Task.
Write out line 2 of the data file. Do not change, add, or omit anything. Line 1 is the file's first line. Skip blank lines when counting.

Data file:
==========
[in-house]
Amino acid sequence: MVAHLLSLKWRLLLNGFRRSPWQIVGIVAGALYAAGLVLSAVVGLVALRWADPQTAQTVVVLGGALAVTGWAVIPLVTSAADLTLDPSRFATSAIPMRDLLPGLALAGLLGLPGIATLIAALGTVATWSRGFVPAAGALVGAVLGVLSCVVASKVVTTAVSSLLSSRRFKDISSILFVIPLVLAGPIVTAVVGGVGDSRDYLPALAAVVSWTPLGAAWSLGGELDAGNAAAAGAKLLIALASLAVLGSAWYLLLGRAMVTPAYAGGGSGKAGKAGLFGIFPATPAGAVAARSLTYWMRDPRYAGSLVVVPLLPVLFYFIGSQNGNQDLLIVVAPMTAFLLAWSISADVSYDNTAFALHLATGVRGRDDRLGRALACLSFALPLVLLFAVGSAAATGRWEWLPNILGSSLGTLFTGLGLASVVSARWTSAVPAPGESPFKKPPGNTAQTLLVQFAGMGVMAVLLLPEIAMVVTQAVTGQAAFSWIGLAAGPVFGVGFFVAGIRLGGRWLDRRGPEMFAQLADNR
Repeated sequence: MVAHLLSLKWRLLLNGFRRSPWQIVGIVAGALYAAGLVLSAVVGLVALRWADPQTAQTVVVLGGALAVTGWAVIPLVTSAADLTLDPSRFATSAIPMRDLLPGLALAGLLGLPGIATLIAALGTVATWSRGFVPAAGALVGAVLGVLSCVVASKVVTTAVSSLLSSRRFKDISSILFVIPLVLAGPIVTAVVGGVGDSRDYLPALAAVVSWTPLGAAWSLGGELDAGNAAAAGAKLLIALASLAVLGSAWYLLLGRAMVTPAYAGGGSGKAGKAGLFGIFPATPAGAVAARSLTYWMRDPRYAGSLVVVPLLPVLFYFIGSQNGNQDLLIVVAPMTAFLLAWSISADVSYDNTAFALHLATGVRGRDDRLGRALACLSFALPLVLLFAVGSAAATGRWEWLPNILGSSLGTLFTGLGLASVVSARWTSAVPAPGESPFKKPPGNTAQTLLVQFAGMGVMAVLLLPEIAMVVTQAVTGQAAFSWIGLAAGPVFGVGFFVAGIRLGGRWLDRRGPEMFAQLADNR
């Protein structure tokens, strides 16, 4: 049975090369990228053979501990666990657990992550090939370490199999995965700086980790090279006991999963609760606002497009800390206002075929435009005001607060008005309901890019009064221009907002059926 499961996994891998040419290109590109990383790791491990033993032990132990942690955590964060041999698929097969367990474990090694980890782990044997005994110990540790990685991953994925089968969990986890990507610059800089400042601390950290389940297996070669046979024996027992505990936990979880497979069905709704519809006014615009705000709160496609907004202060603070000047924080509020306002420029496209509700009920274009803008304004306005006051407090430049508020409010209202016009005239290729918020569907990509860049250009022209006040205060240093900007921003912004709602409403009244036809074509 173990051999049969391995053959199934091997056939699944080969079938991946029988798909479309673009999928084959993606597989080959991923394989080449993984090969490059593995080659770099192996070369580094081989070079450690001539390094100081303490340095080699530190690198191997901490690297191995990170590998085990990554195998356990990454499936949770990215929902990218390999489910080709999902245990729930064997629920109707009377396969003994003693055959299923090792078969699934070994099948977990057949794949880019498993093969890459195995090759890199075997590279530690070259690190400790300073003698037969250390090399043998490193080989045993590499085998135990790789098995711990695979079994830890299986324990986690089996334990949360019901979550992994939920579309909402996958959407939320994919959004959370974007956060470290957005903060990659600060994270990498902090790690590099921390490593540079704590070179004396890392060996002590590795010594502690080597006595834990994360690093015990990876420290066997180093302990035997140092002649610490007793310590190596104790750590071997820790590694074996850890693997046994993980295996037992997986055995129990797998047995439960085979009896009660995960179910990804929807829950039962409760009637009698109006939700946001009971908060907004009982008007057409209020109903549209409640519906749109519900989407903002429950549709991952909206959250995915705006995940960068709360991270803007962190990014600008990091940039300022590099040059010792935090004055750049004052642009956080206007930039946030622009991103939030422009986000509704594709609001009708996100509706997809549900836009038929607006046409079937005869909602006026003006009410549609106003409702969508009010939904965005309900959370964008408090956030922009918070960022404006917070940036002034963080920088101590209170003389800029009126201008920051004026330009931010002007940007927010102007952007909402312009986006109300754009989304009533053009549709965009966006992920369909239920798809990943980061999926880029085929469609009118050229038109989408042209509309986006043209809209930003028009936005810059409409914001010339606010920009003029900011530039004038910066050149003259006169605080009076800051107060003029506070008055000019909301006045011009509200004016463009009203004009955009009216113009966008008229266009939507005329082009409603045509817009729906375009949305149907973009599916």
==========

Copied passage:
Amino acid sequence: MVAHLLSLKWRLLLNGFRRSPWQIVGIVAGALYAAGLVLSAVVGLVALRWADPQTAQTVVVLGGALAVTGWAVIPLVTSAADLTLDPSRFATSAIPMRDLLPGLALAGLLGLPGIATLIAALGTVATWSRGFVPAAGALVGAVLGVLSCVVASKVVTTAVSSLLSSRRFKDISSILFVIPLVLAGPIVTAVVGGVGDSRDYLPALAAVVSWTPLGAAWSLGGELDAGNAAAAGAKLLIALASLAVLGSAWYLLLGRAMVTPAYAGGGSGKAGKAGLFGIFPATPAGAVAARSLTYWMRDPRYAGSLVVVPLLPVLFYFIGSQNGNQDLLIVVAPMTAFLLAWSISADVSYDNTAFALHLATGVRGRDDRLGRALACLSFALPLVLLFAVGSAAATGRWEWLPNILGSSLGTLFTGLGLASVVSARWTSAVPAPGESPFKKPPGNTAQTLLVQFAGMGVMAVLLLPEIAMVVTQAVTGQAAFSWIGLAAGPVFGVGFFVAGIRLGGRWLDRRGPEMFAQLADNR